Distorted fates | EUNewsletter

Distorted fates

23 March 2011

The spread of sexually related crimes against juveniles in Armenia is a serious cause for concern. From 2000-2010, 112 victims were registered in the Courts of First Instance of Armenia, 101 of whom were children under 18.
“Sexual abuse against teenagers in Armenia is not merely a pending issue, but also a very difficult problem, as such crimes are known for their latent nature. No one wants anyone to know about a sexually related crime committed against his/her child”, said Arthur Ghambaryan, a representative of the Prosecutor General’s Office, on 2 February during a press conference on the protection of juvenile victims of sexual offences.
The Criminal Code of Armenia condemns sexual crimes against juveniles; however, penalties are often mild. According to Article 140 of the Armenian Criminal Code, the minimum applicable punishment is a fine of AMD 100,000, while the maximum is 2 years’ imprisonment. In 2009, out of 18 cases, only 3 offenders were given prison sentences, while the remaining cases were settled through fines. The Prosecutor’s Office remarked that punishment through fines must be removed from the Article and recommended that mandatory imprisonment be made compulsory.
“If criminals have misgivings about being arrested, they will think before acting”, stated Tatevik Bejanyan, the manager of the EU funded project “Prevention of child trafficking in Armenia”. The press conference was held within the framework of the project, which is implemented by the Czech NGO “People in Need”.

Distorted fates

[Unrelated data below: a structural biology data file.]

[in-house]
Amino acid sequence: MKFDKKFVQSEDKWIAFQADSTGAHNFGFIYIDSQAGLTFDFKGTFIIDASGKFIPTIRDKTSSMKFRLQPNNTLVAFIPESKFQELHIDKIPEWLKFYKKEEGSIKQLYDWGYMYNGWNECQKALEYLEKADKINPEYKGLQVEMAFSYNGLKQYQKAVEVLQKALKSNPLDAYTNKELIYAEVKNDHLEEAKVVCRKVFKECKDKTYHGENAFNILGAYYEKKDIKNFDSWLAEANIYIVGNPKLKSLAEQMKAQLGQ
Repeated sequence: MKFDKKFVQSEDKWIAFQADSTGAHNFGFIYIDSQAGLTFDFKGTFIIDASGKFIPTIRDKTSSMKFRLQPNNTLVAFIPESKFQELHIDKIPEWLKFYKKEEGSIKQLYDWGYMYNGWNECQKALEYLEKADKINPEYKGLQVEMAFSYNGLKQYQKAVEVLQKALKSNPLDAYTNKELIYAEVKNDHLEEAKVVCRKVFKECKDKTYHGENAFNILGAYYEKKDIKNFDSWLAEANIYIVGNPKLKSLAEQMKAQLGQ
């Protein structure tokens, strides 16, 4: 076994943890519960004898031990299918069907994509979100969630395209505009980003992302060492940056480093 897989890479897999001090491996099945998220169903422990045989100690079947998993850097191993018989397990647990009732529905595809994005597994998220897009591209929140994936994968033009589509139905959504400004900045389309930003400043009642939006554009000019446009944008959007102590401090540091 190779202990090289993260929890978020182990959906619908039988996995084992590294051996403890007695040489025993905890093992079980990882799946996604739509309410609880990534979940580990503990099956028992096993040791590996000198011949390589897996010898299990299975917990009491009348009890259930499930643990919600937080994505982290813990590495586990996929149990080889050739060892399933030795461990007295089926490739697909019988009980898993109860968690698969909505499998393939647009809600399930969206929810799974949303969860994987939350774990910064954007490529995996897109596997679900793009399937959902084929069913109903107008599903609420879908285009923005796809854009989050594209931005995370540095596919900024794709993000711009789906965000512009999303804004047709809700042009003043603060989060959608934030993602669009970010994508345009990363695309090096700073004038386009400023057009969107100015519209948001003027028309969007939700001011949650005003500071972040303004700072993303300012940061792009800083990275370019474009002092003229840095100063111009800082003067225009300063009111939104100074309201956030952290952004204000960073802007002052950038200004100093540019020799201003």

The spread of sexually related crimes against juveniles in Armenia is a serious cause for concern. From 2000-2010, 112 victims were registered in the Courts of First Instance of Armenia, 101 of whom were children under 18. "Sexual abuse against teenagers in Armenia is not merely a pending issue, but also a very difficult problem, as such crimes are known for their latent nature. No one wants anyone to know about a sexually related crime committed against his/her child", said Arthur Ghambaryan, a representative of the Prosecutor General’s Office, on 2 February during a press conference on the protection of juvenile victims of sexual offences. The Criminal Code of Armenia condemns sexual crimes against juveniles; however, penalties are often mild. According to Article 140 of the Armenian Criminal Code, the minimum applicable punishment is a fine of AMD 100,000, while the maximum is 2 years' imprisonment. In 2009, out of 18 cases, only 3 offenders were given prison sentences, while the remaining cases were settled through fines. The Prosecutor's Office remarked that punishment through fines must be removed from the Article and recommended that mandatory imprisonment be made compulsory. "If criminals have misgivings about being arrested, they will think before acting", stated Tatevik Bejanyan, the manager of the EU funded project “Prevention of child trafficking in Armenia". The press conference was held within the framework of the project, which is implemented by the Czech NGO "People in Need".